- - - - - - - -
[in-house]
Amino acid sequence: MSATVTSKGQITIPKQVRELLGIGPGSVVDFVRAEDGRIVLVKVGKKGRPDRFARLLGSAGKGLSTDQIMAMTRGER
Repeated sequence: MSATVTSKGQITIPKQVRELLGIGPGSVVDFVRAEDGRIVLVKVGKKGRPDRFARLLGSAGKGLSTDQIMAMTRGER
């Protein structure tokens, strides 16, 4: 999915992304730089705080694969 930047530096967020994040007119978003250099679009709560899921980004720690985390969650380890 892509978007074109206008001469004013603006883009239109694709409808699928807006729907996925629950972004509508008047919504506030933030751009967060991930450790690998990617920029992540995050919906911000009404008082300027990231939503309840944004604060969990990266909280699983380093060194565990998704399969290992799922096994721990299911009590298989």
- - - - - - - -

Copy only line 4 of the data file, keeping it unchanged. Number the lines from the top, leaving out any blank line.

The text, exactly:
């Protein structure tokens, strides 16, 4: 999915992304730089705080694969 930047530096967020994040007119978003250099679009709560899921980004720690985390969650380890 892509978007074109206008001469004013603006883009239109694709409808699928807006729907996925629950972004509508008047919504506030933030751009967060991930450790690998990617920029992540995050919906911000009404008082300027990231939503309840944004604060969990990266909280699983380093060194565990998704399969290992799922096994721990299911009590298989």